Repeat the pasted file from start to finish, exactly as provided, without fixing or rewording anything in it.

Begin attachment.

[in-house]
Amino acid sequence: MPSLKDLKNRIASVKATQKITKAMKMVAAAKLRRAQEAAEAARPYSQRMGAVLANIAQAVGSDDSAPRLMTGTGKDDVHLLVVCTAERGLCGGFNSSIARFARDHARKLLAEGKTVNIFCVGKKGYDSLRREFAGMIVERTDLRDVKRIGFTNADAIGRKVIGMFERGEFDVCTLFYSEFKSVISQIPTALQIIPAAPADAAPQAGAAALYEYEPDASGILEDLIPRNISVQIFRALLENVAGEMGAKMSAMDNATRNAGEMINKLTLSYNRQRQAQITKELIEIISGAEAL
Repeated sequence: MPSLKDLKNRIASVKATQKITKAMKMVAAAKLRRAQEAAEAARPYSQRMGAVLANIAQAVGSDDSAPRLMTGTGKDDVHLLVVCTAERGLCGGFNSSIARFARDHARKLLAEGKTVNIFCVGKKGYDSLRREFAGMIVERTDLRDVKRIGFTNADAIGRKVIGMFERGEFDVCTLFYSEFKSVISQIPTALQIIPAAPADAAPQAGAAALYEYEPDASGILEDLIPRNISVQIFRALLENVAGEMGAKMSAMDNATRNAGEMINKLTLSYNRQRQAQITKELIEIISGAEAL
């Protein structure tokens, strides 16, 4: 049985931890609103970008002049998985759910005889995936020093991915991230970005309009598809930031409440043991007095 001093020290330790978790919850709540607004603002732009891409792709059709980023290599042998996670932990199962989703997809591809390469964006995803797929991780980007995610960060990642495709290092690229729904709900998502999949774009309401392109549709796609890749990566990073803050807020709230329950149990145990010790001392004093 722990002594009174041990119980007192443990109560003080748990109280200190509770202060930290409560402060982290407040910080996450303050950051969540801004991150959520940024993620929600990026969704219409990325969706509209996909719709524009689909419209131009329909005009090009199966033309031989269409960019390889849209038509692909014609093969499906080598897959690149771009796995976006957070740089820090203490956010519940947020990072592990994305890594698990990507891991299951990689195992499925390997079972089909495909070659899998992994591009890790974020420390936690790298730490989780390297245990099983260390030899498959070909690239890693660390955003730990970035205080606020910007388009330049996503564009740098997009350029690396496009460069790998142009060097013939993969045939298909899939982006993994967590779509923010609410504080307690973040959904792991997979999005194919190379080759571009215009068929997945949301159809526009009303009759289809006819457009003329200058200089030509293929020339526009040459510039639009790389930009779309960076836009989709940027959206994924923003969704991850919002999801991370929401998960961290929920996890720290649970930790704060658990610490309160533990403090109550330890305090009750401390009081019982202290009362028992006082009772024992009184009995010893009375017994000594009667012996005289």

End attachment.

[in-house]
Amino acid sequence: MPSLKDLKNRIASVKATQKITKAMKMVAAAKLRRAQEAAEAARPYSQRMGAVLANIAQAVGSDDSAPRLMTGTGKDDVHLLVVCTAERGLCGGFNSSIARFARDHARKLLAEGKTVNIFCVGKKGYDSLRREFAGMIVERTDLRDVKRIGFTNADAIGRKVIGMFERGEFDVCTLFYSEFKSVISQIPTALQIIPAAPADAAPQAGAAALYEYEPDASGILEDLIPRNISVQIFRALLENVAGEMGAKMSAMDNATRNAGEMINKLTLSYNRQRQAQITKELIEIISGAEAL
Repeated sequence: MPSLKDLKNRIASVKATQKITKAMKMVAAAKLRRAQEAAEAARPYSQRMGAVLANIAQAVGSDDSAPRLMTGTGKDDVHLLVVCTAERGLCGGFNSSIARFARDHARKLLAEGKTVNIFCVGKKGYDSLRREFAGMIVERTDLRDVKRIGFTNADAIGRKVIGMFERGEFDVCTLFYSEFKSVISQIPTALQIIPAAPADAAPQAGAAALYEYEPDASGILEDLIPRNISVQIFRALLENVAGEMGAKMSAMDNATRNAGEMINKLTLSYNRQRQAQITKELIEIISGAEAL
């Protein structure tokens, strides 16, 4: 049985931890609103970008002049998985759910005889995936020093991915991230970005309009598809930031409440043991007095 001093020290330790978790919850709540607004603002732009891409792709059709980023290599042998996670932990199962989703997809591809390469964006995803797929991780980007995610960060990642495709290092690229729904709900998502999949774009309401392109549709796609890749990566990073803050807020709230329950149990145990010790001392004093 722990002594009174041990119980007192443990109560003080748990109280200190509770202060930290409560402060982290407040910080996450303050950051969540801004991150959520940024993620929600990026969704219409990325969706509209996909719709524009689909419209131009329909005009090009199966033309031989269409960019390889849209038509692909014609093969499906080598897959690149771009796995976006957070740089820090203490956010519940947020990072592990994305890594698990990507891991299951990689195992499925390997079972089909495909070659899998992994591009890790974020420390936690790298730490989780390297245990099983260390030899498959070909690239890693660390955003730990970035205080606020910007388009330049996503564009740098997009350029690396496009460069790998142009060097013939993969045939298909899939982006993994967590779509923010609410504080307690973040959904792991997979999005194919190379080759571009215009068929997945949301159809526009009303009759289809006819457009003329200058200089030509293929020339526009040459510039639009790389930009779309960076836009989709940027959206994924923003969704991850919002999801991370929401998960961290929920996890720290649970930790704060658990610490309160533990403090109550330890305090009750401390009081019982202290009362028992006082009772024992009184009995010893009375017994000594009667012996005289």